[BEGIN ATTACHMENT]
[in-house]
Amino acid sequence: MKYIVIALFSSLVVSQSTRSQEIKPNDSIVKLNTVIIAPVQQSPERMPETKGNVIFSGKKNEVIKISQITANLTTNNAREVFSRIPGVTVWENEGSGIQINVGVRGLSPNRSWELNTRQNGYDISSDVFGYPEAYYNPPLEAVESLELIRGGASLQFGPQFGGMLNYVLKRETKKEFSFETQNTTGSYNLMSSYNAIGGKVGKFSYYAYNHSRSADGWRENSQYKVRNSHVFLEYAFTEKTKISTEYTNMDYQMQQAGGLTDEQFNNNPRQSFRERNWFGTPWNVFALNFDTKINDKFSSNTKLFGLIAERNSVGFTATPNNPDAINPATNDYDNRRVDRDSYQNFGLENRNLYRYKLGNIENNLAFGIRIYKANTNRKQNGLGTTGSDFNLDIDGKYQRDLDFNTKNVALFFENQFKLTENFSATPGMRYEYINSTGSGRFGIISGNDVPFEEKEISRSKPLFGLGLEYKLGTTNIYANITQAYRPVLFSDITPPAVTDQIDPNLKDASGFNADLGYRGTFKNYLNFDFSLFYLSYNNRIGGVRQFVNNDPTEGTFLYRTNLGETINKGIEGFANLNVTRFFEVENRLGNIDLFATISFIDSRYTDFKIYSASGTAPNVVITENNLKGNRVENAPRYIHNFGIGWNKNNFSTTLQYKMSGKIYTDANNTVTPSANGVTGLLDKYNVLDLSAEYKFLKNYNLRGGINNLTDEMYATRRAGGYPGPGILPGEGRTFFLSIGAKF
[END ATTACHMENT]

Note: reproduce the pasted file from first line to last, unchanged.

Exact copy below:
[in-house]
Amino acid sequence: MKYIVIALFSSLVVSQSTRSQEIKPNDSIVKLNTVIIAPVQQSPERMPETKGNVIFSGKKNEVIKISQITANLTTNNAREVFSRIPGVTVWENEGSGIQINVGVRGLSPNRSWELNTRQNGYDISSDVFGYPEAYYNPPLEAVESLELIRGGASLQFGPQFGGMLNYVLKRETKKEFSFETQNTTGSYNLMSSYNAIGGKVGKFSYYAYNHSRSADGWRENSQYKVRNSHVFLEYAFTEKTKISTEYTNMDYQMQQAGGLTDEQFNNNPRQSFRERNWFGTPWNVFALNFDTKINDKFSSNTKLFGLIAERNSVGFTATPNNPDAINPATNDYDNRRVDRDSYQNFGLENRNLYRYKLGNIENNLAFGIRIYKANTNRKQNGLGTTGSDFNLDIDGKYQRDLDFNTKNVALFFENQFKLTENFSATPGMRYEYINSTGSGRFGIISGNDVPFEEKEISRSKPLFGLGLEYKLGTTNIYANITQAYRPVLFSDITPPAVTDQIDPNLKDASGFNADLGYRGTFKNYLNFDFSLFYLSYNNRIGGVRQFVNNDPTEGTFLYRTNLGETINKGIEGFANLNVTRFFEVENRLGNIDLFATISFIDSRYTDFKIYSASGTAPNVVITENNLKGNRVENAPRYIHNFGIGWNKNNFSTTLQYKMSGKIYTDANNTVTPSANGVTGLLDKYNVLDLSAEYKFLKNYNLRGGINNLTDEMYATRRAGGYPGPGILPGEGRTFFLSIGAKF